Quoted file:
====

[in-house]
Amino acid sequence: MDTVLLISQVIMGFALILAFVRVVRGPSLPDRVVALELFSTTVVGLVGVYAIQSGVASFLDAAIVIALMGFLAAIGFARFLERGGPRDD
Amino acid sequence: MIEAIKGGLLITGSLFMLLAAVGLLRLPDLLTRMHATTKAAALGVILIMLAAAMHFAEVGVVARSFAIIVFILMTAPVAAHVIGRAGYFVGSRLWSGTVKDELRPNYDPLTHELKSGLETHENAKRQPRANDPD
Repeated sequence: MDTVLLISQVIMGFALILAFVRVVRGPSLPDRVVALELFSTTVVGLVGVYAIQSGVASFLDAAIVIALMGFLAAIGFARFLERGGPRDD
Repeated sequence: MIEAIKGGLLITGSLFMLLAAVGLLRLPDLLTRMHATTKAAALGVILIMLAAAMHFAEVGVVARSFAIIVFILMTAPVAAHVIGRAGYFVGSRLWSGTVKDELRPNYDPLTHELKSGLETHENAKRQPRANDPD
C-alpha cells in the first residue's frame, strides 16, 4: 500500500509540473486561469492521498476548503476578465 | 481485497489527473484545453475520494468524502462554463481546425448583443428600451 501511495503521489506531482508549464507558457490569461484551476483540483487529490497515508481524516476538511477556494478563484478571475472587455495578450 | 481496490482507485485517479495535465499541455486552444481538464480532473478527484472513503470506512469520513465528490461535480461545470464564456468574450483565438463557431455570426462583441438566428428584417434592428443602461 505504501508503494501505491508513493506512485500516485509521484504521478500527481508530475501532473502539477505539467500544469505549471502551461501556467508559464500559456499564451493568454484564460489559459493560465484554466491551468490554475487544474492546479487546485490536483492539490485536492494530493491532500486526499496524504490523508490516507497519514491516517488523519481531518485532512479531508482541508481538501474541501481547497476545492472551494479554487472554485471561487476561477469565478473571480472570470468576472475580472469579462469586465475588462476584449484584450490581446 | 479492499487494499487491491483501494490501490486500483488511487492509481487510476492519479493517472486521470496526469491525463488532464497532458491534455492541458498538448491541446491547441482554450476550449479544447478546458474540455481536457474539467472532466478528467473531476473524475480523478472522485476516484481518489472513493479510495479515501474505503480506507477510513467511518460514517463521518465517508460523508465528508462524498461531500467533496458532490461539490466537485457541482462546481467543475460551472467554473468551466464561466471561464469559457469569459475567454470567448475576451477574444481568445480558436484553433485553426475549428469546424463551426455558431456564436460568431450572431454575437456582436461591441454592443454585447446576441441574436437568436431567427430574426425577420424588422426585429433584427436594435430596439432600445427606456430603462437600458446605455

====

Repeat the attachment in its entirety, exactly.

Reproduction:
[in-house]
Amino acid sequence: MDTVLLISQVIMGFALILAFVRVVRGPSLPDRVVALELFSTTVVGLVGVYAIQSGVASFLDAAIVIALMGFLAAIGFARFLERGGPRDD
Amino acid sequence: MIEAIKGGLLITGSLFMLLAAVGLLRLPDLLTRMHATTKAAALGVILIMLAAAMHFAEVGVVARSFAIIVFILMTAPVAAHVIGRAGYFVGSRLWSGTVKDELRPNYDPLTHELKSGLETHENAKRQPRANDPD
Repeated sequence: MDTVLLISQVIMGFALILAFVRVVRGPSLPDRVVALELFSTTVVGLVGVYAIQSGVASFLDAAIVIALMGFLAAIGFARFLERGGPRDD
Repeated sequence: MIEAIKGGLLITGSLFMLLAAVGLLRLPDLLTRMHATTKAAALGVILIMLAAAMHFAEVGVVARSFAIIVFILMTAPVAAHVIGRAGYFVGSRLWSGTVKDELRPNYDPLTHELKSGLETHENAKRQPRANDPD
C-alpha cells in the first residue's frame, strides 16, 4: 500500500509540473486561469492521498476548503476578465 | 481485497489527473484545453475520494468524502462554463481546425448583443428600451 501511495503521489506531482508549464507558457490569461484551476483540483487529490497515508481524516476538511477556494478563484478571475472587455495578450 | 481496490482507485485517479495535465499541455486552444481538464480532473478527484472513503470506512469520513465528490461535480461545470464564456468574450483565438463557431455570426462583441438566428428584417434592428443602461 505504501508503494501505491508513493506512485500516485509521484504521478500527481508530475501532473502539477505539467500544469505549471502551461501556467508559464500559456499564451493568454484564460489559459493560465484554466491551468490554475487544474492546479487546485490536483492539490485536492494530493491532500486526499496524504490523508490516507497519514491516517488523519481531518485532512479531508482541508481538501474541501481547497476545492472551494479554487472554485471561487476561477469565478473571480472570470468576472475580472469579462469586465475588462476584449484584450490581446 | 479492499487494499487491491483501494490501490486500483488511487492509481487510476492519479493517472486521470496526469491525463488532464497532458491534455492541458498538448491541446491547441482554450476550449479544447478546458474540455481536457474539467472532466478528467473531476473524475480523478472522485476516484481518489472513493479510495479515501474505503480506507477510513467511518460514517463521518465517508460523508465528508462524498461531500467533496458532490461539490466537485457541482462546481467543475460551472467554473468551466464561466471561464469559457469569459475567454470567448475576451477574444481568445480558436484553433485553426475549428469546424463551426455558431456564436460568431450572431454575437456582436461591441454592443454585447446576441441574436437568436431567427430574426425577420424588422426585429433584427436594435430596439432600445427606456430603462437600458446605455